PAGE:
While you might be able to catch him on stage one day at his performance center which is slated to open within the next couple of years, Harry is currently focusing on this fulfilling stage of his life. After living in Los Angeles for a bit, Harry, who had lived in New York in the 90s, moved back seven years with his wife, Djena Nichole Graves, who is in private equity, and now considers Manhattan home. From listening to live jazz and eating by Lincoln Center or at Smoke in Harlem, Harry, who lives in Midtown West, near his favorite restaurant, Tuscany Steakhouse, has truly embraced the city lifestyle – he even roots for the Rangers!
“The best thing about filming The Blacklist is that we are able to travel to all five boroughs, as well as the Hudson River Valley and Tarrytown. New York in my opinion is the greatest city in the world.”
The always energetic Harry is also involved in other endeavors which hold deep meaning for him, including his production company called Black Faith Entertainment. “My real purpose with
this is to capture the religious experience of black people in an artistic form. I don’t think there’s anything like that or enough of it. People without spiritual artistic imagination are bound or doomed to some extent to always look outside of themselves for salvation. I have a film called Revival, a musical version of the Gospel of John that merges Broadway and cinema styles in a way that hasn’t been seen before. The movie is about to come out in December on Sony Revival streaming and features people of all colors.”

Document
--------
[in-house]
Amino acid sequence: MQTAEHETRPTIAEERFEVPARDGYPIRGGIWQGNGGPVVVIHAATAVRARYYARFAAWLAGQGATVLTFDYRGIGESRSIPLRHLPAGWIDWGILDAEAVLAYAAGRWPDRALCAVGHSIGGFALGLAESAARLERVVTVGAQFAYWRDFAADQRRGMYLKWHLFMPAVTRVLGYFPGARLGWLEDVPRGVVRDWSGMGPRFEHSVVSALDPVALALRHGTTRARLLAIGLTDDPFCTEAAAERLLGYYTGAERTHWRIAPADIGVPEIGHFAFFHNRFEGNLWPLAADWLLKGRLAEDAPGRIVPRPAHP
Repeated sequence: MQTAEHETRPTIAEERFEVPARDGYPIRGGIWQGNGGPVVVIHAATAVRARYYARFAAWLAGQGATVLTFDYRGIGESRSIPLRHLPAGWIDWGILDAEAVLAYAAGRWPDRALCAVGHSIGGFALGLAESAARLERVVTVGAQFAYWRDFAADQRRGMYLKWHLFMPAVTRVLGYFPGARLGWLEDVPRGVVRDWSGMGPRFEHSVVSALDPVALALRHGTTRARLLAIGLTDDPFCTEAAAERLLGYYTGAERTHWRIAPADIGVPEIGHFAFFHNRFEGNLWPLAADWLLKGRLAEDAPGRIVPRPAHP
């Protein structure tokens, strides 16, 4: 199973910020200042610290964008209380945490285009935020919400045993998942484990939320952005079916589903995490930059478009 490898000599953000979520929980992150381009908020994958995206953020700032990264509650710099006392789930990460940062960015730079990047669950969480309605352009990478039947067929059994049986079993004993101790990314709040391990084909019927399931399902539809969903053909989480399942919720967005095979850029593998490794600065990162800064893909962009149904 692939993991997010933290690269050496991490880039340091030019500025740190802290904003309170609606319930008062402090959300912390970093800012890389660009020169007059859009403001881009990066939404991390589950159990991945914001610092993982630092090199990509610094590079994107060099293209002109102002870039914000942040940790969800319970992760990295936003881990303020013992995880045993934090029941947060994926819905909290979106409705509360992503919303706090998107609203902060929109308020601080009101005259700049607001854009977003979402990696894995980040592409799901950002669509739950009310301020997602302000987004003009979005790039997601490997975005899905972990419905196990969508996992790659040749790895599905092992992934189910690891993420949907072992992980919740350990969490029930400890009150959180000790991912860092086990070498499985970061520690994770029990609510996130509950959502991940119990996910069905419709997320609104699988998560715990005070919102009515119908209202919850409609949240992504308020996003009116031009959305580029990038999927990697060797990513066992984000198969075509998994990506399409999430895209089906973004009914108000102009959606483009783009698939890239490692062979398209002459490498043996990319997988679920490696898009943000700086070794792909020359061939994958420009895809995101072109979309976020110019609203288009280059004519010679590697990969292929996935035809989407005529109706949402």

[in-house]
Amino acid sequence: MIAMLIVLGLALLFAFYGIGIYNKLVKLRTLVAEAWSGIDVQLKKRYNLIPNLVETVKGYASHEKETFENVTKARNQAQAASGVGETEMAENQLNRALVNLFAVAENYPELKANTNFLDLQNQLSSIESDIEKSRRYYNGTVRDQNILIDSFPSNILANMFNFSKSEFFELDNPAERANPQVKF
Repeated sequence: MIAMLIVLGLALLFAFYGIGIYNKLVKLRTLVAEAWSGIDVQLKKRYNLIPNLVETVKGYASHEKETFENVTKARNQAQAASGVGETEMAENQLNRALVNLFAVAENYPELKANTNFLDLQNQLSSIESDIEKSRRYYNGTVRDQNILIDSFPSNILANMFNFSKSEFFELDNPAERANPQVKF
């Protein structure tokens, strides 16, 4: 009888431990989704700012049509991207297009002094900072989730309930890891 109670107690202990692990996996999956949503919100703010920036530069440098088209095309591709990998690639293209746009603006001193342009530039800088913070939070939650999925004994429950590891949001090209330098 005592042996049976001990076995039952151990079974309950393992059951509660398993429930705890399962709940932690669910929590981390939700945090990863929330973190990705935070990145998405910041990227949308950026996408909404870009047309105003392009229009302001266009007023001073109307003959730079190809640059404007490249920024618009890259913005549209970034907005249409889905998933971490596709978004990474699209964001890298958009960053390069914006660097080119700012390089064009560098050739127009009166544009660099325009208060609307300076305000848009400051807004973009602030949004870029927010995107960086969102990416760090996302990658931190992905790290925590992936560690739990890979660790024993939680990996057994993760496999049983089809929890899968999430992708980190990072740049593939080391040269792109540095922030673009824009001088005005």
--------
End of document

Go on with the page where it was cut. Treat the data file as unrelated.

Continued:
This successful self-starter who started getting into distribution about ten years ago, came out with his first movie called Trouble Waters starring Tatum O’Neal, Robert Patrick from Terminator and himself.
He is about to release H4, an interpretation of Shakespeare’s Henry IV shot in the streets of LA with an all-black cast which is the first black Shakespeare film about King Henry IV. “I’m putting to use what I’ve learned, but it needs to be made relevant for the benefit of everyone, not just black people. What proof do they have to show that Shakespeare is universal? My career is probably closer to winding down than to getting started, so I want to pass the ball on to provide opportunities for other people. I don’t have any intention of hanging up my spurs or anything, it’s just about this next generation.”
Lennix is also on the board of Reading Rescue, a professional development program and a one-on-one research-based literacy intervention geared towards struggling first graders. The program is currently in over a hundred schools throughout New York, especially in challenged neighborhoods. Harry is also the spokesman for The Prostate Cancer Foundation’s “Know the Numbers,” a campaign to raise awareness about how prostate cancer disproportionately affects African American men.
From his longstanding show to his work on building a legacy, Harry is at the height of his career and can’t wait to show you what he has coming up next!